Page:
Custom Bikes Of The Week: 16 October, 2016

The best custom motorcycles and cafe racers of the week
A Suzuki DRZ with a yesteryear flat track vibe, this year’s AMD Championship winner revealed, and BMW’s vision of motorcycling in 100 years from now. We’re time travelling this week.

Buell XB cafe racer by Greaser Garage
Buell XB by Greaser Garage Greaser Garage is tiny shop with large potential. With a graphic designer at the ready and an in-house upholsterer, Giorgio Pelligrino and his Genoa-based crew are translating customer dreams into real-life rolling art.

The latest is this Buell XB-based interpretation of a classic British racer. With just over a year on the bench, nearly every inch has been massaged for performance and style. The engine was fully re-built by an outsourced expert in Brescia, and the front suspension was swapped for adjustable Showa units from a Kawasaki ZX-10R, plus traditional radial mount Tokico brakes.

A chain-drive conversion was needed, so the swingarm went under the torch. A set of spoked Alpina wheels were also fitted. The rear suspension is a one-off handmade unit from FG Gubellini and an equally custom oil recovery unit was fashioned. Most impressive though, is the custom aluminum bodywork adorning this ‘Beastly Buell.’ The front fairing has a certain Rough Crafts vibe to it—and that’s not a bad thing at all.

Custom Suzuki DRZ400E by Ellaspede
Suzuki DRZ400E by Ellaspede Earlier this week, we were treated to Jeff Lamb’s diligence on his MZ Scorpion build. Jeff had originally wanted Ellaspede to tackle the build, but instead took things on (mostly) himself. Well, that left the boys from Brisbane with some time on their hands.

‘EB588’ was the result, a 2009 Suzuki DRZ400E chosen solely because it fitted the Yoshimura 1-into-2 exhaust it now sports. This is Ellaspede’s vision of motorcycling’s future melded with 70s flat-track attitude. Excel 19-inch hoops shod with Mitas rubber are stationed at both ends, and the overall height has been trimmed by about 10 centimeters. A vintage Suzuki tank was sourced from eBay.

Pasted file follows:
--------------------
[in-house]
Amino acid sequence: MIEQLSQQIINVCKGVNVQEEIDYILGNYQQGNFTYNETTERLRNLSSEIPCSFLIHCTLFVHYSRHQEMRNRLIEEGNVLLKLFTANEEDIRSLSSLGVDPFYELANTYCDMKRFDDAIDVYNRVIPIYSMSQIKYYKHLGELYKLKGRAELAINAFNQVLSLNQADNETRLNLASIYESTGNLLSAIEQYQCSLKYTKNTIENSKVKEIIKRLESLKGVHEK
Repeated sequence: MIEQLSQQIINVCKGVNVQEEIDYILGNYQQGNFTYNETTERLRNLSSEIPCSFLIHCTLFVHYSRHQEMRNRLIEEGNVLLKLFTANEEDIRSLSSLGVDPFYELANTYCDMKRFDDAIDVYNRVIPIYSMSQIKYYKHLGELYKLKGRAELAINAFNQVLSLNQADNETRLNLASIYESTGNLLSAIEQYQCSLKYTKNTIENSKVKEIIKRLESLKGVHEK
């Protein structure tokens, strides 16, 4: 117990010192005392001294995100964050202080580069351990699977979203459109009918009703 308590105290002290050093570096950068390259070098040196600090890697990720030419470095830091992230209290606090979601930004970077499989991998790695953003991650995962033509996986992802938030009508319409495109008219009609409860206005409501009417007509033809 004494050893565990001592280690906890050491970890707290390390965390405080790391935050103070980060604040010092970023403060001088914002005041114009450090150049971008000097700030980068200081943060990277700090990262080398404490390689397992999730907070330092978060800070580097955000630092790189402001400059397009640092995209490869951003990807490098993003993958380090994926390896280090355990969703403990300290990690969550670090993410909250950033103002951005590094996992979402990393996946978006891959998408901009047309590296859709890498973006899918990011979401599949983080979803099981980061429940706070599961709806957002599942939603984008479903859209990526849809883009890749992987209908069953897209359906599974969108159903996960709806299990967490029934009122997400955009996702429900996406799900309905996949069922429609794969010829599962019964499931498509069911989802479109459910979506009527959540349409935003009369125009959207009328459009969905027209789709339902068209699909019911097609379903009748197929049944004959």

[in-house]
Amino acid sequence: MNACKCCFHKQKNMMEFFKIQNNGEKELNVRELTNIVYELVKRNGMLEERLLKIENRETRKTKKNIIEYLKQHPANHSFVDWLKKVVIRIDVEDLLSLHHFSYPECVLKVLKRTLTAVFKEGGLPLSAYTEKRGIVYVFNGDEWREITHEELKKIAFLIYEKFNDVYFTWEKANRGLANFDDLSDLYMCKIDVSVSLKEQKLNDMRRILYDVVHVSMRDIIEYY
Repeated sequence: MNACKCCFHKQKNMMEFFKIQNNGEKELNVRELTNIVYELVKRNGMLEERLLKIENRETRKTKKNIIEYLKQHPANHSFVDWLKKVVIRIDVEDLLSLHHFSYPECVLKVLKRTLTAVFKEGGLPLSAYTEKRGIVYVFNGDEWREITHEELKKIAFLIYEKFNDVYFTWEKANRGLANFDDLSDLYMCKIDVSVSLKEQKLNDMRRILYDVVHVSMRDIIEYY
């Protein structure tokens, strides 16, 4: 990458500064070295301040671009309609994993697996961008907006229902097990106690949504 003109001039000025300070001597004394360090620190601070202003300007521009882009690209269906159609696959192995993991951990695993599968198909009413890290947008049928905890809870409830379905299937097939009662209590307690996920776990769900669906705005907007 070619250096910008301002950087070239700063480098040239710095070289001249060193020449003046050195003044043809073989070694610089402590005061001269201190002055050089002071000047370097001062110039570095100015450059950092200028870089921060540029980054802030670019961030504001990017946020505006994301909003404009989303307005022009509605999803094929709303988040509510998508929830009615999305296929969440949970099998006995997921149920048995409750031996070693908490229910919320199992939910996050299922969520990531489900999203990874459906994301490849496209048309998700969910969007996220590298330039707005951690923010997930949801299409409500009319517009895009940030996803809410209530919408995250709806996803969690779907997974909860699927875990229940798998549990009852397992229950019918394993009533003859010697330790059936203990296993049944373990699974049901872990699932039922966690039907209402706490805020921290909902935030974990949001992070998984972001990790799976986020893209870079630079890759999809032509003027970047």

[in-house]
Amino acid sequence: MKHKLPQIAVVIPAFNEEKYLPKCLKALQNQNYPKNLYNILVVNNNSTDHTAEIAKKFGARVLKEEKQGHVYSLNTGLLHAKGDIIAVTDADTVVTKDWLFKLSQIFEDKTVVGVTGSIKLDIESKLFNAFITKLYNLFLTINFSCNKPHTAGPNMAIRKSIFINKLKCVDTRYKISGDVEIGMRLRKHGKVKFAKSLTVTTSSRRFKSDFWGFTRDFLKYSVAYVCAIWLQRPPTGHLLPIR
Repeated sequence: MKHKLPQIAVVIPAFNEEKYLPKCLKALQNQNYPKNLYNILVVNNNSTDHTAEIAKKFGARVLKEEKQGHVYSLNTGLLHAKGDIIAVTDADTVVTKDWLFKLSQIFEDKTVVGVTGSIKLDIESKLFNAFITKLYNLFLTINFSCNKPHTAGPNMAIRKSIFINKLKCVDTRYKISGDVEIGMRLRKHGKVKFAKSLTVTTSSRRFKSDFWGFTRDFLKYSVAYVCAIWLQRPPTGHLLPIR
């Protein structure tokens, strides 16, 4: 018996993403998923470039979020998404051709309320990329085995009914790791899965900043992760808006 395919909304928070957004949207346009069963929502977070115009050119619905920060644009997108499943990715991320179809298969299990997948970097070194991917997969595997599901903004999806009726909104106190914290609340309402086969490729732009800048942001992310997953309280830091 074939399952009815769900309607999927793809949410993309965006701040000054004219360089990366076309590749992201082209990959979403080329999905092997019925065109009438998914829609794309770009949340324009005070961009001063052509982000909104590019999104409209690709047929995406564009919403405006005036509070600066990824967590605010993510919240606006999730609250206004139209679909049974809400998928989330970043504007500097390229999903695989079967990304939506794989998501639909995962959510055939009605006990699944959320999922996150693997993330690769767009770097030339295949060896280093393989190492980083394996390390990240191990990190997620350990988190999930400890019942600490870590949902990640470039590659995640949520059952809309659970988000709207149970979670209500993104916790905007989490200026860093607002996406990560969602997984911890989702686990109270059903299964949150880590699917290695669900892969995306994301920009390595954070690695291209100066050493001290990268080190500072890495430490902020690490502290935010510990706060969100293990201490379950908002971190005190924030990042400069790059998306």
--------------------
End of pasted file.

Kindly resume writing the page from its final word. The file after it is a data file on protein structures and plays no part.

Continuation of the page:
The CNC machine was then fired up to transform ABS, polycarbonate and aluminum into the rear cowl, head and taillights and front fork brace. There’s a custom loom to hide the spaghetti, and the electronics—along with a smaller battery—are hidden beneath the custom seat.

Despite its beauty, EB588 wasn’t built to be a garage queen: This DRZ is dirt-bound, with a trip to Ellaspede’s Dust Hustle on the cards. [More]

AMD Championship winner 2016: Suicide Customs Harley Ironhead
Suicide Customs Harley Ironhead When I first saw Fred ‘Krugger’ Bertrand’s entry to the AMD World Championships on these pages, I kind of assumed he would complete the hat trick. Of course, that was before I (and the judges) laid eyes on this Ironhead Harley from Japan’s Suicide Customs.

It takes nothing away from Krugger’s phenomenal efforts, but the ‘Rumble Racer’ may be the embodiment of clean design. The stretched hardtail frame has been plated to match every shimmering inch of bodywork and componentry. The slash-cut exhaust contours the bike almost imperceptibly, and the finned tanks and covers give the bike its air of speed when standing still.